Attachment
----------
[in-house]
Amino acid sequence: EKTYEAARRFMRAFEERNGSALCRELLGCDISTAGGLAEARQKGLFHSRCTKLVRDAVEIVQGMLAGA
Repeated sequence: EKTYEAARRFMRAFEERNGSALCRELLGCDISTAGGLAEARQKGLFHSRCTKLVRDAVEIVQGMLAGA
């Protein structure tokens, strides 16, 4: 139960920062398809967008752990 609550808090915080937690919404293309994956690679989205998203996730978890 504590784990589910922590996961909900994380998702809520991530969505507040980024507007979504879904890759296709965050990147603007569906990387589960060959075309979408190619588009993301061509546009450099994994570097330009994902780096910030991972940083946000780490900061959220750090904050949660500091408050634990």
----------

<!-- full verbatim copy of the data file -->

[in-house]
Amino acid sequence: EKTYEAARRFMRAFEERNGSALCRELLGCDISTAGGLAEARQKGLFHSRCTKLVRDAVEIVQGMLAGA
Repeated sequence: EKTYEAARRFMRAFEERNGSALCRELLGCDISTAGGLAEARQKGLFHSRCTKLVRDAVEIVQGMLAGA
């Protein structure tokens, strides 16, 4: 139960920062398809967008752990 609550808090915080937690919404293309994956690679989205998203996730978890 504590784990589910922590996961909900994380998702809520991530969505507040980024507007979504879904890759296709965050990147603007569906990387589960060959075309979408190619588009993301061509546009450099994994570097330009994902780096910030991972940083946000780490900061959220750090904050949660500091408050634990």